Biosafety and Hazardous Product Storage


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Technician using microscope adhering to biosafety practices

Amid a spate of incidents of improperly stored, potentially infectious biological agents–including anthrax, smallpox, and avian influenza–reported in July 2014, the House Energy and Commerce Committee issued letters to the Centers for Disease Control and Prevention, the Food and Drug Administration, the National Institutes of Health, and the Health and Human Services Inspector General questioning adherence to mandated safety practices.

Dr. Jere Dick of the Department of Agriculture testified before the committee about a possible anthrax exposure at the CDC that many controls were deficient, including biosafety, security, and management. As a research scientist or lab employee working with select agents, you can have an impact on improving this situation.

Importance of Biosafety Protocols

A biohazard is any organism that causes human or animal disease. Biohazards can be absorbed through wounds, the respiratory tract, digestive system, skin or mucous membranes, and exposure can happen at any stage of biohazard handling. To ensure the safe use of biohazards, research institutes must follow the Federal Select Agent Program, which oversees the possession, transfer, and use of biological select agents and toxins and mandates laboratory practices on containment, handling, sterilization, and disinfection in the lab, as well as safe handling of lab equipment, waste disposal, and waste transport.

Equipment for Sterile Environments

Scientists and lab managers conducting research using select agents can reduce possible contamination and improve compliance with the Federal Select Agent Program by selecting appropriate microbiologic practices, safety equipment, and facility safeguards for their labs. One area where you can make a big impact is by selecting lab storage equipment that meets or exceeds requirements, such as NuAire biosafety cabinets that provide sterile environments for storing hazardous agents.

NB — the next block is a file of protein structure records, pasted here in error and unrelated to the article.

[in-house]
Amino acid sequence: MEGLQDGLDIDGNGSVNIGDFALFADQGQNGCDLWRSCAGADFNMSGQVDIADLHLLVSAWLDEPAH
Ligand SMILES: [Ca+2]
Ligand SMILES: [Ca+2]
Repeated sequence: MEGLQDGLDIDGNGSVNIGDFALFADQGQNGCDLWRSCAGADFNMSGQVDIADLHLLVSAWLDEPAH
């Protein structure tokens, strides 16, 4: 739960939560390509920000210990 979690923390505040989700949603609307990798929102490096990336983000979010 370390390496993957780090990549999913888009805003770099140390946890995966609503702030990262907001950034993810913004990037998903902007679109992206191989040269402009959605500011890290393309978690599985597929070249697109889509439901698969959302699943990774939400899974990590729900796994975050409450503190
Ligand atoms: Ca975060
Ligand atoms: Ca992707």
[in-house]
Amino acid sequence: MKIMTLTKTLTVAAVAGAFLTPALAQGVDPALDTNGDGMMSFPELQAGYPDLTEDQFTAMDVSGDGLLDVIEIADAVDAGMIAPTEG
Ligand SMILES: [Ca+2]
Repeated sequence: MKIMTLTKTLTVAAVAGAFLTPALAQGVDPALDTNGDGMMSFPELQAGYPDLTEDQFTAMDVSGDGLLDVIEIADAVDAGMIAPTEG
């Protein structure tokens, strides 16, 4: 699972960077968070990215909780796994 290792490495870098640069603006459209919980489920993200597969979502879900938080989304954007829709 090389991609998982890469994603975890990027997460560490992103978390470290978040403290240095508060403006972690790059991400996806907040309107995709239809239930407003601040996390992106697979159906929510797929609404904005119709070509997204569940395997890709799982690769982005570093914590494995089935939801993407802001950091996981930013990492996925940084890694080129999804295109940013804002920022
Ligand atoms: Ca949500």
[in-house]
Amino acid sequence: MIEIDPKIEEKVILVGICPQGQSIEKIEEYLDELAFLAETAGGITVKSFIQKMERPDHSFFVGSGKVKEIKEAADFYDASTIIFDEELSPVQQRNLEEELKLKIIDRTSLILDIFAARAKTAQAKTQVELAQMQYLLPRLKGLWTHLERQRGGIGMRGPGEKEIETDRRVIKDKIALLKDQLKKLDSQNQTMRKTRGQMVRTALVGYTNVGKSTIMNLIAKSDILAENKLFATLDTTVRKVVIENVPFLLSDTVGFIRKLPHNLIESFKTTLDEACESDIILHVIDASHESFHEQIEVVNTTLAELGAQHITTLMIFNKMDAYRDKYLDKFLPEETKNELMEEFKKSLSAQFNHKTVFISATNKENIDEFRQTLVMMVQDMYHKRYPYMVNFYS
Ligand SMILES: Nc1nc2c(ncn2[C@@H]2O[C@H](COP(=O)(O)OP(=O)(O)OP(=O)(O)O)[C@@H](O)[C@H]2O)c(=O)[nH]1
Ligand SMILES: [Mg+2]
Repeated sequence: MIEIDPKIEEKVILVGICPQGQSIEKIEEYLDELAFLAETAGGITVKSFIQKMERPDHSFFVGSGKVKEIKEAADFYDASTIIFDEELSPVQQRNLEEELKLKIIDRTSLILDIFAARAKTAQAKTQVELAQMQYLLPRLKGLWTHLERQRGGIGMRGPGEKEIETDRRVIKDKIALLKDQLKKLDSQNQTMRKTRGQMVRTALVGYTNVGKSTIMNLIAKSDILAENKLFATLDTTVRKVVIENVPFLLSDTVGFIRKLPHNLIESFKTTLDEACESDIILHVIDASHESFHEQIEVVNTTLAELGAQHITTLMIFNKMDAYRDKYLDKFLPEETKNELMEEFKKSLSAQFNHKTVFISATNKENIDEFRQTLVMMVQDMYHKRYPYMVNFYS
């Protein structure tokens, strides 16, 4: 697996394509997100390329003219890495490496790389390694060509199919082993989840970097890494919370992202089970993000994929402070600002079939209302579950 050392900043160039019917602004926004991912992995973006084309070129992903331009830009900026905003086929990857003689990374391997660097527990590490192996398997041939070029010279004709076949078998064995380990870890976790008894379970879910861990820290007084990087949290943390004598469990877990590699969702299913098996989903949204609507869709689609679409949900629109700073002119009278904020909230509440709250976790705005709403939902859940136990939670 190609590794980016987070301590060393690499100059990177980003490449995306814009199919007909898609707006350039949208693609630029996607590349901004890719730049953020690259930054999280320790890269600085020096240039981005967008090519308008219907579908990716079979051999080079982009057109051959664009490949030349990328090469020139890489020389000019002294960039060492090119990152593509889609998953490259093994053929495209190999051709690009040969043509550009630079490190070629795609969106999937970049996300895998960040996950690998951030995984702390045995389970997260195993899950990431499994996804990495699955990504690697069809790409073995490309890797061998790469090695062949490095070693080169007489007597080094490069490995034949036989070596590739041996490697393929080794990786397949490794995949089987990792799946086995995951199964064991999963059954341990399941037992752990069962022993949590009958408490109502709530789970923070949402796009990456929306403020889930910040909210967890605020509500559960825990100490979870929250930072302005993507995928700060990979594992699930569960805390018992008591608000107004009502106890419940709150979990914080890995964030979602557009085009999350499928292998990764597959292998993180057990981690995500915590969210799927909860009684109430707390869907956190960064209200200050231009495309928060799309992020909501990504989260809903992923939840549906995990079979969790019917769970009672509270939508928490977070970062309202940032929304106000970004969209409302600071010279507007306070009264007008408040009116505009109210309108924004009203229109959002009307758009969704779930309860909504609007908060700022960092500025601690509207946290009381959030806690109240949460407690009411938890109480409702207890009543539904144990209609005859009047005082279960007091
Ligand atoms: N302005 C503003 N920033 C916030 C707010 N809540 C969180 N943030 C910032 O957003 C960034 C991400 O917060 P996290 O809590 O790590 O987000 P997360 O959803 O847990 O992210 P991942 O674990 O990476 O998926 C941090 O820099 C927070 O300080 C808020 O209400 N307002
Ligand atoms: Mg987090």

Avoiding Contamination

As well designed as they are, these biological safety cabinets alone cannot prevent contamination when lab workers open them and reach inside. To avoid contamination and increase biosafety, NuAire hosts an infographic on its website of 10 aseptic techniques you should follow when working in a biosafety cabinet.

While the government’s investigations should improve training and enforcement to prevent exposure to potentially infectious agents and biohazards, the equipment lab workers use also plays a role in preventing contamination. As a research scientist, you can make a significant contribution by choosing the best NuAire Biosafety Cabinets and ensuring your lab workers use them properly.


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